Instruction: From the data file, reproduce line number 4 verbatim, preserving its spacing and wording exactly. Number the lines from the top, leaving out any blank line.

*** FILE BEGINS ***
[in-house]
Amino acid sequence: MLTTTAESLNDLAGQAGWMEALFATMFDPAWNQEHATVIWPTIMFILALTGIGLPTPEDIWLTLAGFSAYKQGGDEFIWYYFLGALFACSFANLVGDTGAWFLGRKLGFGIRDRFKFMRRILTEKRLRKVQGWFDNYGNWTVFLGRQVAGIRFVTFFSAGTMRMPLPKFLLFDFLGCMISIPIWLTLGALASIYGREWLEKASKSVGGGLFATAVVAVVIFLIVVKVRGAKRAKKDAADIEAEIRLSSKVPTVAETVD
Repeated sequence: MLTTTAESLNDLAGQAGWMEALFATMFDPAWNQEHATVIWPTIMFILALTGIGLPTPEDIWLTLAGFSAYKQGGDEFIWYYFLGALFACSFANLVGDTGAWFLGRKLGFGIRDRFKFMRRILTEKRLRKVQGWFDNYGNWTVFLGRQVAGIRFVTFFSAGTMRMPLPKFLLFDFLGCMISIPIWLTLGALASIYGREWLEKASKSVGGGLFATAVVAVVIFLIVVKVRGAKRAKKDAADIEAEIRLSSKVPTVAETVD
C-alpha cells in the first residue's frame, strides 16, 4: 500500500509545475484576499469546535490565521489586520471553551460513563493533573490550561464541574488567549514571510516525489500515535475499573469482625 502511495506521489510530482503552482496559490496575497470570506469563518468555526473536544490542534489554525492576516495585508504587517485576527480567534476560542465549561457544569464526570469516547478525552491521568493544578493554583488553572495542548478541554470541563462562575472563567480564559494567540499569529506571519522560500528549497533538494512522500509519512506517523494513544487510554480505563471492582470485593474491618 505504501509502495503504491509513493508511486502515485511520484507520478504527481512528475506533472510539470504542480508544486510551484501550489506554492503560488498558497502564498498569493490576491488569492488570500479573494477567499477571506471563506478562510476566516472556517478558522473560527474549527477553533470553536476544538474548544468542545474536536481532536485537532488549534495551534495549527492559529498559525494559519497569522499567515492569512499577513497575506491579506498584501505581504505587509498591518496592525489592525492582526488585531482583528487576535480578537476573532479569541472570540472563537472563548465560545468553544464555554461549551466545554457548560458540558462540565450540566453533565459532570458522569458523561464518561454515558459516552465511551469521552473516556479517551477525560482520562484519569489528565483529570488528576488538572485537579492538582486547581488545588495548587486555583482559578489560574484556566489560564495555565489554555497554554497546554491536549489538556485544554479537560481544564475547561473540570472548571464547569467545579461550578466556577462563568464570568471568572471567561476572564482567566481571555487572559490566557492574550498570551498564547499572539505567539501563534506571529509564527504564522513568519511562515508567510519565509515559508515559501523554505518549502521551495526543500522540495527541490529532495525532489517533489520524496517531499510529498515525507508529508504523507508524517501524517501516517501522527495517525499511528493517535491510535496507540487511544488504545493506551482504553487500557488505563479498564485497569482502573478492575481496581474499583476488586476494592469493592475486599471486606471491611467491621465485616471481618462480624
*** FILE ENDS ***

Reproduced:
C-alpha cells in the first residue's frame, strides 16, 4: 500500500509545475484576499469546535490565521489586520471553551460513563493533573490550561464541574488567549514571510516525489500515535475499573469482625 502511495506521489510530482503552482496559490496575497470570506469563518468555526473536544490542534489554525492576516495585508504587517485576527480567534476560542465549561457544569464526570469516547478525552491521568493544578493554583488553572495542548478541554470541563462562575472563567480564559494567540499569529506571519522560500528549497533538494512522500509519512506517523494513544487510554480505563471492582470485593474491618 505504501509502495503504491509513493508511486502515485511520484507520478504527481512528475506533472510539470504542480508544486510551484501550489506554492503560488498558497502564498498569493490576491488569492488570500479573494477567499477571506471563506478562510476566516472556517478558522473560527474549527477553533470553536476544538474548544468542545474536536481532536485537532488549534495551534495549527492559529498559525494559519497569522499567515492569512499577513497575506491579506498584501505581504505587509498591518496592525489592525492582526488585531482583528487576535480578537476573532479569541472570540472563537472563548465560545468553544464555554461549551466545554457548560458540558462540565450540566453533565459532570458522569458523561464518561454515558459516552465511551469521552473516556479517551477525560482520562484519569489528565483529570488528576488538572485537579492538582486547581488545588495548587486555583482559578489560574484556566489560564495555565489554555497554554497546554491536549489538556485544554479537560481544564475547561473540570472548571464547569467545579461550578466556577462563568464570568471568572471567561476572564482567566481571555487572559490566557492574550498570551498564547499572539505567539501563534506571529509564527504564522513568519511562515508567510519565509515559508515559501523554505518549502521551495526543500522540495527541490529532495525532489517533489520524496517531499510529498515525507508529508504523507508524517501524517501516517501522527495517525499511528493517535491510535496507540487511544488504545493506551482504553487500557488505563479498564485497569482502573478492575481496581474499583476488586476494592469493592475486599471486606471491611467491621465485616471481618462480624